Is your music generating enough money upon which to build a profitable business?
Does the money you make with your music cover the expense of making it?
Is your music doing what you want it to do, and reaching your audience?
Are you seeing consistent, measurable growth?
These are tough questions, and for most of us, the answers are not all positive. As I pointed out earlier, you’re not alone in that. For any Creative Director in a large publisher, there are always more challenges than success stories. The point is not the analysis of the current situation, but what you’re going to do next. When your boss asks you to explain how you’re going to recoup a six-figure advance to a singer-songwriter who’s just been dropped by her record label, you either have a coughing fit, or you get creative very quickly. Advocating “perseverance and more of the same” does not go over well. The role of the publisher is to come up with strategies for success.
I can’t give you the specific formula to change the trajectory of your songwriting career, or the career of one of the writers whom you publish. In fact, any strategy you employ will be changing all the time, like a GPS that keeps re-adjusting for every wrong turn or missed exit.
But I can give you a framework that should direct your thinking, focus your approach and inspire your creativity about how to end the drift and restore some forward motion to what’s happening with your music. Like any good battle plan, you start with a knowledge of the terrain and the challenges you’ll face, and then figure out how to adapt to the situation. Here are 8 Strategies for Success, to get you started:
1. Know Your Market and See What’s Working.
If you’re a dance music producer, you generally need to either be a DJ or work with one. If you’re a rapper, you need to be part of a local crew of similar artists. Most rock bands start with a live following. There are paths out there, and you need to try to get on them.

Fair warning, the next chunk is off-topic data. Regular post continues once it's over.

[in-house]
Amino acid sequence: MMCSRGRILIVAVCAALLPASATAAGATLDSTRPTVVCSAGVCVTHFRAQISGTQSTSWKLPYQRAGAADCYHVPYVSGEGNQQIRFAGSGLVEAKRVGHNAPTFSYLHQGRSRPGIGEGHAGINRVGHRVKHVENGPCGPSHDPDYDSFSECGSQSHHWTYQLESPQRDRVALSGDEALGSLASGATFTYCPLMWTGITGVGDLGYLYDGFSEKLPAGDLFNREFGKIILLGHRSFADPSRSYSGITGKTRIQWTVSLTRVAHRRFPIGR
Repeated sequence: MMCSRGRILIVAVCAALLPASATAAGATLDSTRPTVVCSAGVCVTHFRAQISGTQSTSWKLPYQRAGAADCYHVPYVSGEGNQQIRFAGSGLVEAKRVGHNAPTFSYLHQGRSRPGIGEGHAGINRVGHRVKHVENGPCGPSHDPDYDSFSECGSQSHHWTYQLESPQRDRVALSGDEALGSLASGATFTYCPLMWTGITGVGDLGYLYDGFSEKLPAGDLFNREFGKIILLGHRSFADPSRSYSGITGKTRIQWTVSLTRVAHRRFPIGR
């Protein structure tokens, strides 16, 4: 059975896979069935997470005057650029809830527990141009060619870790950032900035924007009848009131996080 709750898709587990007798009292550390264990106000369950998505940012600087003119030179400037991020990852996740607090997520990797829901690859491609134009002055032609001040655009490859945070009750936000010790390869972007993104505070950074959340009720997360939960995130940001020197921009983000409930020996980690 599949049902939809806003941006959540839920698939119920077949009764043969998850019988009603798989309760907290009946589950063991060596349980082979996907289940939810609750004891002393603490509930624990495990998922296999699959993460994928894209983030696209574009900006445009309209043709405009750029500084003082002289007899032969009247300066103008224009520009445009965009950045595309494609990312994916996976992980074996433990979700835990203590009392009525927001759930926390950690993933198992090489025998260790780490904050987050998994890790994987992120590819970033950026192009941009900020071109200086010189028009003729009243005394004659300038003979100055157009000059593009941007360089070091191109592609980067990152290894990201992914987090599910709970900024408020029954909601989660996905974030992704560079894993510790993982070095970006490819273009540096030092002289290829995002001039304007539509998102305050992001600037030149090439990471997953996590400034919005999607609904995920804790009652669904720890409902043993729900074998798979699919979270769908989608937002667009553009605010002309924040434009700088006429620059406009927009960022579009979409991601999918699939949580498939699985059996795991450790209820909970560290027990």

2. Know Your Audience and Give Them What They Want.
Most songwriters never figure out what they’re aiming at. Understand who buys the kind of music you make, why they buy it, how they listen to it, and what they do when they listen to it. Then give it to them the way they like it. If you understand the nature of the audience for Ke$ha, Rihanna, Toby Keith, or Drake, it’s not hard to understand their success. Successful songs and artists are mirrors, reflecting to their audience an idealized picture of who the audience wishes they could be.
3. Know What’s Missing and Provide It.
Every market has gaps in it, in which a segment of the audience isn’t finding what they want. The smart songwriters and artists don’t go where everyone else already is– they find the gap and fill it. Say what you want, but Justin Bieber filled a gap. So did Lady Gaga. So did Taylor Swift.
4. Know What You Do Best and Do It.
The modern music industry is a business of specialists, not generalists. As a songwriter, you are being brought in because you are a specialist in a particular market, genre, or style. There are very few examples of people who are specialists in three or four different musical areas. By diversifying and trying to write in four or five genres at once, you are not increasing your chances of success. You are exposing yourself as a generalist. There are songwriters who earn a fortune solely for programming drum beats, coming up with guitar riffs, or blurting out lyric concepts. That’s because they do that one thing better than anyone else in the world.